This gentleman had a bone to pick with the doctor and didn’t think he should have been given such a positive spotlight. But I had proof of my story’s integrity in the form of a VHS tape with shaky footage of a soot-covered Ground Zero and the Burger King-turned-first aid station where that doctor had spent several days serving others.

Still, the shirt was the most creative way a reader has ever expressed a dissenting opinion to one of my stories, and I kept it because not only does it amuse me, it reminds me there is always another layer to any story subject.

Of the many notes and cards I’d stored in a stack, I saved but two: Both of them inter-office birthday cards signed by my fellow newsroom employees, both bearing the names of journalists who have died. Former copy editor Sharon McIntire and former business editor Rex Buntain were not close friends of mine, but they contributed to the witty banter and fine journalism that fill the newsroom day in and day out. Those simple signatures remind me of the fragility of life, that none of us are here forever, and that our time better be well-spent.

I tossed all the annual performance evaluations I’d saved for no reason, along with other forms of flattery I’d so vainly kept. But I’ll never forget the words from one particular message I received, left on my office voicemail by a reader mad about one of my stories. (I wish I could remember which one.) “The work you do is only bad,” the anonymous caller had said. “You will never amount to anything. I wish you no luck in life.”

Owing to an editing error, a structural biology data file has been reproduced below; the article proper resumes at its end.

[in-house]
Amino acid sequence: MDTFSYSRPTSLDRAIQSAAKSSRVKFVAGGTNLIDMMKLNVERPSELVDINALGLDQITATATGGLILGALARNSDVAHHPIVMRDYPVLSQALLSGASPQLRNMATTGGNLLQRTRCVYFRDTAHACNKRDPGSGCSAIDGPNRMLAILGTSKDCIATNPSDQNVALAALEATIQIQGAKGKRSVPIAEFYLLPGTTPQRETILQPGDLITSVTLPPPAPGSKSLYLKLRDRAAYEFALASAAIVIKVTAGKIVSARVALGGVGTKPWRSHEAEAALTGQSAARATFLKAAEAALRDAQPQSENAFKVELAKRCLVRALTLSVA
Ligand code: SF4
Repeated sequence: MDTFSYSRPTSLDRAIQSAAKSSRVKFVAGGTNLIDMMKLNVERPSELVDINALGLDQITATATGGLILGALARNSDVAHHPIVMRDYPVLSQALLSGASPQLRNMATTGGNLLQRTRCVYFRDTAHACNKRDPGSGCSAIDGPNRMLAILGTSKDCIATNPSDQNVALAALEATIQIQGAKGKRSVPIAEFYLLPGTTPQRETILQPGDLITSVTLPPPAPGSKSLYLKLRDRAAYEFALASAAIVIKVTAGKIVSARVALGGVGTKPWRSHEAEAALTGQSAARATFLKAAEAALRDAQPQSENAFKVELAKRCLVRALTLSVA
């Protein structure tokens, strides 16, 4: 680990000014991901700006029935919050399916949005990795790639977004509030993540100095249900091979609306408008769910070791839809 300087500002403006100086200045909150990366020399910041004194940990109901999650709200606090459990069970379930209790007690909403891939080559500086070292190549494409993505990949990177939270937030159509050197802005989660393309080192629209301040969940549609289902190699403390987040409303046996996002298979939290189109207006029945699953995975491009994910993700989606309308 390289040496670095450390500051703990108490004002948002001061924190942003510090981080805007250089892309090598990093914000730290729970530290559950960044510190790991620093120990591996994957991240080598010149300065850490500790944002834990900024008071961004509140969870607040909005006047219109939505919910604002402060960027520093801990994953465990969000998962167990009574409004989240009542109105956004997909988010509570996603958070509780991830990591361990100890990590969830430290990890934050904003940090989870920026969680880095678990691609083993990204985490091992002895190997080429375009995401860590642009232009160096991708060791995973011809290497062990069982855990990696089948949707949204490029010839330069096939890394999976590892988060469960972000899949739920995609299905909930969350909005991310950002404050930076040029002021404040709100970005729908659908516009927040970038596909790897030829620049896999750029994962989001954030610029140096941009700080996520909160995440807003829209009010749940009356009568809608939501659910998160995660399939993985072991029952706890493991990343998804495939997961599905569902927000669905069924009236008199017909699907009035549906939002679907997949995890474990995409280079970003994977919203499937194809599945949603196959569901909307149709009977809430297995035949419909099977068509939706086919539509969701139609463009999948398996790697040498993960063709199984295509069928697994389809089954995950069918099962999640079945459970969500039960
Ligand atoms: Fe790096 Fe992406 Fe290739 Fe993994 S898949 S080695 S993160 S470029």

The fact that the written word can invoke such passion is a testament to what I do for a living, and a warning about the weight of those words on people’s lives. I wish I’d been at my desk to answer his call and learn more about his perspective.

The clippings of cartoons about deadlines and quotes about how much words matter didn’t really seem to matter anymore. Most of the trinkets I’d displayed on my desk also were thrown away. But the framed picture of the May River — taken by Bluffton photographer Greg Smith and given to me by Greg’s wife, Janet, my mentor and friend — was wrapped and packed for the move. While I’m trudging through snow under perpetually gray skies in southeastern Pennsylvania this winter, that photo will be a pleasant (if not painful) reminder of the beauty and climate I left behind.